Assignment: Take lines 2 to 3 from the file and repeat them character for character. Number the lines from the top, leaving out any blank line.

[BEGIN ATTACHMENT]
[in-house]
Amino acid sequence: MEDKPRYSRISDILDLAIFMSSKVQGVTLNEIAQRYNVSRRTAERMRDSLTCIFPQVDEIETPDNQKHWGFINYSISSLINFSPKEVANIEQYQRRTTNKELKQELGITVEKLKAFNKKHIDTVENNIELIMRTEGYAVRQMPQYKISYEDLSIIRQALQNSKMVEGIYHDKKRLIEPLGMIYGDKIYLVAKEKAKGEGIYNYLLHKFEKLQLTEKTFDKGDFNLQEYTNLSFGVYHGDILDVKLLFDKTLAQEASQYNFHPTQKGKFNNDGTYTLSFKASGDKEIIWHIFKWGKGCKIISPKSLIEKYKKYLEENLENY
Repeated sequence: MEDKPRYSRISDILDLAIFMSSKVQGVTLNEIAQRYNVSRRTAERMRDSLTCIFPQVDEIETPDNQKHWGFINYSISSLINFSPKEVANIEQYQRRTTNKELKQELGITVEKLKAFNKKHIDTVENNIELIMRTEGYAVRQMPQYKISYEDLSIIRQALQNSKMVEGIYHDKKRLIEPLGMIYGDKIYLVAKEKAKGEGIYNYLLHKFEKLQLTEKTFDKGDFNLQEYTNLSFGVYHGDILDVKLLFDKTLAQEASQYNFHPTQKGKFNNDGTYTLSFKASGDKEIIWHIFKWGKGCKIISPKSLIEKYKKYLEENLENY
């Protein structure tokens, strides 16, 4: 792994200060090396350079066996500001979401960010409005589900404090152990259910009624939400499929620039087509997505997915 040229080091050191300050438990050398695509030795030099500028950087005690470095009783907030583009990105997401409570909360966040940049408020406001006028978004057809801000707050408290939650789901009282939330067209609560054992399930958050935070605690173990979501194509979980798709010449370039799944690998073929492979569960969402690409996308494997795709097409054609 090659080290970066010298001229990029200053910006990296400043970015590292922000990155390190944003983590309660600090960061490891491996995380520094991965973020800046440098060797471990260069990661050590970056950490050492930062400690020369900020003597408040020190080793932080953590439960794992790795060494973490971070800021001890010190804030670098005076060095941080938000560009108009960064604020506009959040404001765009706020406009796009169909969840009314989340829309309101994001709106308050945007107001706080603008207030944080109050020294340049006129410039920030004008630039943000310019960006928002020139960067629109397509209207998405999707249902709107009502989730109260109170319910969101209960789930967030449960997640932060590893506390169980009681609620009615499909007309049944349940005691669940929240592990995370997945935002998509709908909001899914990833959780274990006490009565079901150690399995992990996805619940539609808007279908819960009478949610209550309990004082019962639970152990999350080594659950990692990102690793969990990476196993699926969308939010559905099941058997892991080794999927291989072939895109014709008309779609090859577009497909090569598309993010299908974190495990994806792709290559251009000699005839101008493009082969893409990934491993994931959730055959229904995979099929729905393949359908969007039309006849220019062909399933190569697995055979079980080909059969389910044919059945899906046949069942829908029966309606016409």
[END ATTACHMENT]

Amino acid sequence: MEDKPRYSRISDILDLAIFMSSKVQGVTLNEIAQRYNVSRRTAERMRDSLTCIFPQVDEIETPDNQKHWGFINYSISSLINFSPKEVANIEQYQRRTTNKELKQELGITVEKLKAFNKKHIDTVENNIELIMRTEGYAVRQMPQYKISYEDLSIIRQALQNSKMVEGIYHDKKRLIEPLGMIYGDKIYLVAKEKAKGEGIYNYLLHKFEKLQLTEKTFDKGDFNLQEYTNLSFGVYHGDILDVKLLFDKTLAQEASQYNFHPTQKGKFNNDGTYTLSFKASGDKEIIWHIFKWGKGCKIISPKSLIEKYKKYLEENLENY
Repeated sequence: MEDKPRYSRISDILDLAIFMSSKVQGVTLNEIAQRYNVSRRTAERMRDSLTCIFPQVDEIETPDNQKHWGFINYSISSLINFSPKEVANIEQYQRRTTNKELKQELGITVEKLKAFNKKHIDTVENNIELIMRTEGYAVRQMPQYKISYEDLSIIRQALQNSKMVEGIYHDKKRLIEPLGMIYGDKIYLVAKEKAKGEGIYNYLLHKFEKLQLTEKTFDKGDFNLQEYTNLSFGVYHGDILDVKLLFDKTLAQEASQYNFHPTQKGKFNNDGTYTLSFKASGDKEIIWHIFKWGKGCKIISPKSLIEKYKKYLEENLENY